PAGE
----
I’ve gone back to the Home Office to ask how many police forces thought that stopping verbal and psychological abuse being committed against people because of their gender was a particular priority in their area and worthy of inclusion in their local hate crime strategy. Ihollaback shows the abuse is nationwide – lets see what the police think.

One thing that I interpret from the Government approach is that they are only really bothered about physical abuse of women. This approach fails to acknowledge the link between the cultural acceptance of verbal and psychological abuse against women and violence against women.

Footnote: The press release for ‘challenge it, report it, stop it’ states that Lynne Featherstone is the Equalities Minister for the Home Office. This is an error which the Home Office will fix.



  1. M.F.Machado

    So far, no clear definition has been given to the word: terrorism. But, investigating facts, anyone will notice that there is always some degree of hate involved in terrorist acts, and therefore, that terrorism fits within one, or other, definitions given to crimes of hate. In Brazil, a country presided by terrorists since 2003, crimes of hate against religious freedom, freedom of thought, freedom of writing, freedom of speech, and freedom of the press, are official, as official are also their crimes of hate against the national minority of retired federal workers.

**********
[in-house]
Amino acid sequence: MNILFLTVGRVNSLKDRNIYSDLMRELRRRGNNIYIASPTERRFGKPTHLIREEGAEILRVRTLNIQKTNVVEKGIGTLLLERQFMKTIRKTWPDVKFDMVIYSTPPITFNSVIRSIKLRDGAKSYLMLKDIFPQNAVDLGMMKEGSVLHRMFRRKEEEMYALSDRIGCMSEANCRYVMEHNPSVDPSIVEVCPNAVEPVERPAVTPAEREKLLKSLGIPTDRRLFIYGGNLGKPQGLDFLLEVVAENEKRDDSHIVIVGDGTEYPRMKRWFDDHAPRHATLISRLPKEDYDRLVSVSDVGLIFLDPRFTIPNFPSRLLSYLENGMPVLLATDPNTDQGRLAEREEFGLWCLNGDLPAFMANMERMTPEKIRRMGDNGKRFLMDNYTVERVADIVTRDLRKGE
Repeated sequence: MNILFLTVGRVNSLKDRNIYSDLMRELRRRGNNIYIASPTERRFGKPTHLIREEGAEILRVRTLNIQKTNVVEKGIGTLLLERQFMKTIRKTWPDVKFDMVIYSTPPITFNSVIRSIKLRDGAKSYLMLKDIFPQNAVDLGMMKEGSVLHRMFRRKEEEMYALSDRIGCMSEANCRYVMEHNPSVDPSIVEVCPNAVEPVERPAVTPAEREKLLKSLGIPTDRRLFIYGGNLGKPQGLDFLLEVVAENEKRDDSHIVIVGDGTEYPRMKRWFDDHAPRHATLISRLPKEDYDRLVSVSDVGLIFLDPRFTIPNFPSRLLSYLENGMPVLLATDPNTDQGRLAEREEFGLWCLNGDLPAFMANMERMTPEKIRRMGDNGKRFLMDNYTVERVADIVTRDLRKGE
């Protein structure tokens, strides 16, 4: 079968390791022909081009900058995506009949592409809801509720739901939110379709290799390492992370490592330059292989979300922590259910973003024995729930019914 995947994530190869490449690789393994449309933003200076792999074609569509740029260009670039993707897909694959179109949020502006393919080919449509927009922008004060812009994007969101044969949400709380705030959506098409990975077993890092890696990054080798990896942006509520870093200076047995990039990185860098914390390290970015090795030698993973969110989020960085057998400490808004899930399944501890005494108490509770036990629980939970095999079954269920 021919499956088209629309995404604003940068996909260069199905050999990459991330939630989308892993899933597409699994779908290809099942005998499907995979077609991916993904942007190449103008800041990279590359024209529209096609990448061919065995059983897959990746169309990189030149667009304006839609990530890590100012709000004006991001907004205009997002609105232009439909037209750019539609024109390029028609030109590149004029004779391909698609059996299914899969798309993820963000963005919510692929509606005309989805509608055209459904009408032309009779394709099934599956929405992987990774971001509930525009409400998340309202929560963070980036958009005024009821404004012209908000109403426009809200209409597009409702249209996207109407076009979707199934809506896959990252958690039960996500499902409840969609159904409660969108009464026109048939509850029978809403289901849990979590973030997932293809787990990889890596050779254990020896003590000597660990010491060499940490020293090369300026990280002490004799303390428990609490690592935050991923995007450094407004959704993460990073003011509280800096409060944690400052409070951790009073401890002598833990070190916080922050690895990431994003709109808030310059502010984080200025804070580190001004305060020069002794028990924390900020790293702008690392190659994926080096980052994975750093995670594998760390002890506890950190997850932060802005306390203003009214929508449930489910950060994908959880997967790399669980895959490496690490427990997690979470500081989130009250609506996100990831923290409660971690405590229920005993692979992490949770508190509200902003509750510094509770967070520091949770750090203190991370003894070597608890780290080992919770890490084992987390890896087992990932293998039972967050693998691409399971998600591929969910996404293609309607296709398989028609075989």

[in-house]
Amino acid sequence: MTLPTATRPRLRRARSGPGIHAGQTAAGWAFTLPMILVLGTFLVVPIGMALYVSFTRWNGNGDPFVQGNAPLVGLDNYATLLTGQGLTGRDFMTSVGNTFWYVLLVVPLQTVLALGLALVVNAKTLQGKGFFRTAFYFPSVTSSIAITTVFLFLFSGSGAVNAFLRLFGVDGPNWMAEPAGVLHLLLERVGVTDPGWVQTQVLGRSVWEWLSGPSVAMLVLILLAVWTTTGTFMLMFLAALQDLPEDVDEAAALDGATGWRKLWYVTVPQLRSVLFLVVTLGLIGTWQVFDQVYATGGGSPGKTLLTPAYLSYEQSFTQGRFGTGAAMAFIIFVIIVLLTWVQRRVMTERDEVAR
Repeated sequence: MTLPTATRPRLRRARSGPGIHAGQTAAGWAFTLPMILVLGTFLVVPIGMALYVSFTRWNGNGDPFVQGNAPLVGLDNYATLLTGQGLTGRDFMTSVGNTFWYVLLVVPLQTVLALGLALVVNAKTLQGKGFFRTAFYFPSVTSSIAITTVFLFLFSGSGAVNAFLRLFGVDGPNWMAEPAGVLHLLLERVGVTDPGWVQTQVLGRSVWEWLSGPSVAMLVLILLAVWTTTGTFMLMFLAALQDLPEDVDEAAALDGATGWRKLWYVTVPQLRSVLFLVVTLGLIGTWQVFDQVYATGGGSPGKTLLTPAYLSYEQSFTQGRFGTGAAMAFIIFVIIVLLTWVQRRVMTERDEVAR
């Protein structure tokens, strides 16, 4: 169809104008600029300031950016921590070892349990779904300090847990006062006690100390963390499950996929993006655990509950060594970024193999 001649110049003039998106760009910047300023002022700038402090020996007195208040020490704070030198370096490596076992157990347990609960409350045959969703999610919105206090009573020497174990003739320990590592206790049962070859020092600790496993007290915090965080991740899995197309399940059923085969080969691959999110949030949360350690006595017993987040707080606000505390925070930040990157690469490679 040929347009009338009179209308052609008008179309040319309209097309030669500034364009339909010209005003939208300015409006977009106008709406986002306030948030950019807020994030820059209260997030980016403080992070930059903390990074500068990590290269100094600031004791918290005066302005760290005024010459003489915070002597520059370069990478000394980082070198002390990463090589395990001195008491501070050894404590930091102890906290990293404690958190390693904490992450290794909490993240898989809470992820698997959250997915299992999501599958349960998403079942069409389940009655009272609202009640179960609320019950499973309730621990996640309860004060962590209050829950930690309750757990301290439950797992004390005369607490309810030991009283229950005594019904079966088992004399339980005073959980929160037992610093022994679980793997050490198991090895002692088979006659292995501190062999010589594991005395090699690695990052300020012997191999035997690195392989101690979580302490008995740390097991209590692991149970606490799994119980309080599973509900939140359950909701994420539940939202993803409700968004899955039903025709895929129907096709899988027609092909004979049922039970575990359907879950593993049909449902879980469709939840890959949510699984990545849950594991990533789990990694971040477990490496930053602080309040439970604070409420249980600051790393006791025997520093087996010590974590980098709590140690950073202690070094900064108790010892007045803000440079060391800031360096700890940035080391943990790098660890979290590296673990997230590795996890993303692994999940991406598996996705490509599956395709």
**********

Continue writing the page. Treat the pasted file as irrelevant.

2. M.F.Machado

    In Brazil, every four minutes a woman is killed. This is the chief cause of the death of women from 16 to 44 years of age, in Brazil. (Date of the news: March 21st, 2013; source of the news: “Painéis abordam panorama da violência contra a mulher no RS e no Brasil”).

    • jc

      That is terrible. I found some information about violence against women in Brazil here: …domestic violence was not a part of Brazil’s federal criminal code until 2006 (the ‘Maria da Penha law’). The article says that “incidents of domestic violence are still high and underreported to the authorities, due to fear of retribution, further violence, and social stigma”. So having the right laws in place is an essential building block, but the criminal justice system must vehemently enforce those laws to start to make the culture change needed. Everyone has a responsibility of course, not just governments and law enforcement, but their role is so fundamentally important that they have to be a prime target for the activist, whether in Brazil or the UK.

      • godtisx

        Very disturbing. It’s also disturbing because gender based hostility appears in the form of posturing and verbal intimidation before it escalates to a physical act (in some situations). So basically there is practice which supports addressing it as it escalates sort of speak.

  3. Ruth Jacobs

    Reblogged this on Ruth Jacobs and commented:
    “How many women are aware that if they perceive abuse as a gender-based hate-crime then the police have to record it as such? Consistently leaving gender-based hate crime out of government policy documents will not increase this awareness.”

  4. Pingback: The emerging tensions between police forces on how to police prostitution | What Can I Do About It?